What is most troubling about the support for this tax by the political and business elite in Johnson County is that philosophically they should be opposed to a sales tax. President Obama was elected specifically on the idea that the poor, middle-class, elderly, students, and retirees carry too much of the tax burden in this country, that this burden should be shifted to the wealthy. Based on the November election returns the community supports this idea. Instead they are publically and enthusiastically supporting the sales tax increase, instead of a property tax or user fees. This moves the tax burden from large property owners and businesses directly to the poor and elderly. They are encouraging a class warfare mentality, saying that 20 percent of the money will come from out-of-towners and students. The idea espoused is that we should take their money; they can afford it, and keep our own. Yet the Press-Citizen didn’t think the “Ax the Tax” group was worth hearing.
At the same time, local elected officials – the people who will be responsible for managing and spending these millions of dollars - have demonstrated serious management and accountability problems. For example, voting for an $80,000 piece of artwork instead of funding a needed and promised fire station. Firing the City Manager for some unknown reason. Incurring $80,000 in penalty payments. Not securing a FY 2010 earmark for the Coralville work from Congressman Dave Loebsack. Wanting another $10 million for the Iowa River Landing, which was supposedly designed not to flood? Allowing businesses and homeowners to build in the flood plain even after 1993. But no interview by the Press-Citizen with the private citizens asking the hard questions and digging for the factual data.
The 2008 flood damage was significant. People and businesses suffered financial losses. However, this money will not buy homes or put cash in pockets. In Iowa City and Coralville it will be used on “flood mitigation” projects, which have been hastily proposed and developed. There may be other options, better and cheaper options. But they are not being considered. In rural Johnson County and the other cities, the money will not be used for “flood mitigation,” but general infrastructure. These projects may be needed. However, they should – especially during the worst recession since the Great Depression – if necessary - be funded from current taxes, not new taxes. The “we want our share” mentality has led leaders of these communities to say, “The mall brings in lots of money, if we vote yes, we’ll get more.” They are not about to let a good crisis go to waste. Yet, the Press-Citizen wasn’t interest in hearing from “Ax the Tax.”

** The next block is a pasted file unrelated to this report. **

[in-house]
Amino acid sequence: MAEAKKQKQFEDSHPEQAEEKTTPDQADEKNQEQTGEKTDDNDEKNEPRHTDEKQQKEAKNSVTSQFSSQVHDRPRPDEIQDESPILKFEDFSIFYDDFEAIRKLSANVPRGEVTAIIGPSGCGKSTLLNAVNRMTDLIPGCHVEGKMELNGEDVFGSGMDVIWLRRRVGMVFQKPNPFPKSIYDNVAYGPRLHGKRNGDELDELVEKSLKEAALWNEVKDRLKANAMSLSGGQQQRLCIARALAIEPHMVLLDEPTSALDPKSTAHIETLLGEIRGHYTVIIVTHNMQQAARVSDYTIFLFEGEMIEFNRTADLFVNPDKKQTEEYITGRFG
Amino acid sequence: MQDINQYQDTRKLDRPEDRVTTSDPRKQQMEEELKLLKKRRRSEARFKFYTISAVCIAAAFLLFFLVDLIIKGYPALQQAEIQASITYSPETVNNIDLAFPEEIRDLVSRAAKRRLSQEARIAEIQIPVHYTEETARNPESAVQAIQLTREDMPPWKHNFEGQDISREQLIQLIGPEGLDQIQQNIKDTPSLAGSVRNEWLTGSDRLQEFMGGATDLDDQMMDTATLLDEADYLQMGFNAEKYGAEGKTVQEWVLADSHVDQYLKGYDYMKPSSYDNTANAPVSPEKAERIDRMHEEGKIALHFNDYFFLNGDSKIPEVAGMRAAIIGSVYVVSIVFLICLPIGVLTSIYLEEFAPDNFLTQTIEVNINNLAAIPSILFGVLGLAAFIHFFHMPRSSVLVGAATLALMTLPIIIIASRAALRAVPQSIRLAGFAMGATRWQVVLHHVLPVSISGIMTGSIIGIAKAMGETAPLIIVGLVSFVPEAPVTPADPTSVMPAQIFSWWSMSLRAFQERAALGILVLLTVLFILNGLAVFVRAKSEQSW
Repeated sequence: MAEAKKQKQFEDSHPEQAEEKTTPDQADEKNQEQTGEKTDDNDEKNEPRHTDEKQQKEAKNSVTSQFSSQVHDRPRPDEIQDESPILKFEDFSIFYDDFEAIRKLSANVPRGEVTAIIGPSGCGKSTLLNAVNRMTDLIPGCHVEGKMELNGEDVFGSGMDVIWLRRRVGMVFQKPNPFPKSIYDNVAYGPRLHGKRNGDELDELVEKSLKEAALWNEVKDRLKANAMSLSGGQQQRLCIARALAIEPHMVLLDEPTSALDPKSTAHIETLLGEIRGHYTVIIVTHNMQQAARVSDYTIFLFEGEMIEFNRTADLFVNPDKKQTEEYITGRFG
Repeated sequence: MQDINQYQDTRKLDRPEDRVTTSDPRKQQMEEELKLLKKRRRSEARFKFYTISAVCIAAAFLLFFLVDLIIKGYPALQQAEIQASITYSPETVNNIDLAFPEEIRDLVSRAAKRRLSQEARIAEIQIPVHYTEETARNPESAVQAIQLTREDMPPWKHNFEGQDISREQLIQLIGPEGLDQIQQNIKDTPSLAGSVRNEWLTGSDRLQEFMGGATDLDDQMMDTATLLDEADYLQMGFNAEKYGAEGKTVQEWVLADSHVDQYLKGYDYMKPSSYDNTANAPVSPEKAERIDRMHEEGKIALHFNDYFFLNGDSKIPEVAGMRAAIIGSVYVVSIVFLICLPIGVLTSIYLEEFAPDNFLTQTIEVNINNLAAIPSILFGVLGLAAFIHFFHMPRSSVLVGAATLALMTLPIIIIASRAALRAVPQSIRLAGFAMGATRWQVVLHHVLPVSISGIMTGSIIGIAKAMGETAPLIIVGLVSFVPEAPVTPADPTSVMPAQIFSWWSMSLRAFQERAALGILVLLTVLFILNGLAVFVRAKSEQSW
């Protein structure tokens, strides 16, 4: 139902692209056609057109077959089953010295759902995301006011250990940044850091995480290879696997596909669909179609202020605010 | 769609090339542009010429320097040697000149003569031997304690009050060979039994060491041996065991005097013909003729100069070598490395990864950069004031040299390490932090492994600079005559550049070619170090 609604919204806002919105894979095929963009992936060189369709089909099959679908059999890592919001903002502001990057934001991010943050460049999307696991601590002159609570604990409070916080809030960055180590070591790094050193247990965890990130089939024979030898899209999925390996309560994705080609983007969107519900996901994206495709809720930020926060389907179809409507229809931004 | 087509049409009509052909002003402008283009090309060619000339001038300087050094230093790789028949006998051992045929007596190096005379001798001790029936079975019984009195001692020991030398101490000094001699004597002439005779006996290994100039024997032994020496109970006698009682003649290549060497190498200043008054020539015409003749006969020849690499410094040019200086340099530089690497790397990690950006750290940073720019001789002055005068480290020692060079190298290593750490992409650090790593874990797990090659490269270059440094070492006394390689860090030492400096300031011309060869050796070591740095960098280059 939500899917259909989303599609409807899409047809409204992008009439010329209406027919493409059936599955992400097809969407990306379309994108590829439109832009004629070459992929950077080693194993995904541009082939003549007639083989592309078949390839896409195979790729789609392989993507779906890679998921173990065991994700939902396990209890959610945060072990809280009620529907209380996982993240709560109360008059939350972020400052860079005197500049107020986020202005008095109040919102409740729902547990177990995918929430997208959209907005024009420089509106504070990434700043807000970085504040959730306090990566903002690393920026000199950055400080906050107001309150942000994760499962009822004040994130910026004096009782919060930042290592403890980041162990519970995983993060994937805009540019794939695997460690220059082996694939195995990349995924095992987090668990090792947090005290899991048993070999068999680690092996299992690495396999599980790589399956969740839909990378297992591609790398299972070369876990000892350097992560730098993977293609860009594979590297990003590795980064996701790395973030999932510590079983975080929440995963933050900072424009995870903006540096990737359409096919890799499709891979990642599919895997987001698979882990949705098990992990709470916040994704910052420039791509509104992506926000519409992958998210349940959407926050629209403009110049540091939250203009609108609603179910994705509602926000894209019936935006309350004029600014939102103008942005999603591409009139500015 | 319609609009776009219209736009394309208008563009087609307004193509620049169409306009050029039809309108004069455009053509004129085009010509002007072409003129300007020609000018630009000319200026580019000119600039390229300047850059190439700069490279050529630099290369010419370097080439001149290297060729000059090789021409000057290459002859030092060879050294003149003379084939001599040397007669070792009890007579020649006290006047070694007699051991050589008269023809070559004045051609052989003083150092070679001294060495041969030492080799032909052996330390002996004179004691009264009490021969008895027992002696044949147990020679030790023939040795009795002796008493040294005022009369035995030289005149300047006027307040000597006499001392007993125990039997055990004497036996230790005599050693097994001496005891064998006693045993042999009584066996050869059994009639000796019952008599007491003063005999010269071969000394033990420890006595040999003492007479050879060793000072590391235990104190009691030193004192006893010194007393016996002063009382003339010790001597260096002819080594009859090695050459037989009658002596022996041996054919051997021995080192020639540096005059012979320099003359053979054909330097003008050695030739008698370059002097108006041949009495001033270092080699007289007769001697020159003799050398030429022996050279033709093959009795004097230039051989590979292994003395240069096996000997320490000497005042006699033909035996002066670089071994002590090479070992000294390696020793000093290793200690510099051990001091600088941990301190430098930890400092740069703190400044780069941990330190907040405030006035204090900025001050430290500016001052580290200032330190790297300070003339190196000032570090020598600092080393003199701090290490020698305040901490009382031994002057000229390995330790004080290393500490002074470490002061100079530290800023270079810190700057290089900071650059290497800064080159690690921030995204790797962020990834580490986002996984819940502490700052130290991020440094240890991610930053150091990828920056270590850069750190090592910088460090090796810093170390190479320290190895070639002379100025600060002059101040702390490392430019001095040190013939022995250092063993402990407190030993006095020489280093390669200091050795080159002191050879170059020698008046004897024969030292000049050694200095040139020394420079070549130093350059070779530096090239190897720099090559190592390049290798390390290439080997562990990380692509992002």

The “Ax the Tax” group is loosely organized and poorly funded; we are not the political and business elite of Johnson County. We are taking the time from our own busy schedules to ask questions, to be involved. We have shown up at forums, spoken on panels, and gone to TV interviews. We have gotten yard signs out and made phone calls. We have probably not done all we could, or followed up as well as we should have – but we are volunteers, we have jobs and families. We still deserve to be heard. You, the readers, of the Press-Citizen and the voters of Johnson County, deserve to be heard. You don’t deserve to be railroaded. Ax the Tax - Vote “NO” May 5.
Deb Thornton, Chair - Ax The Tax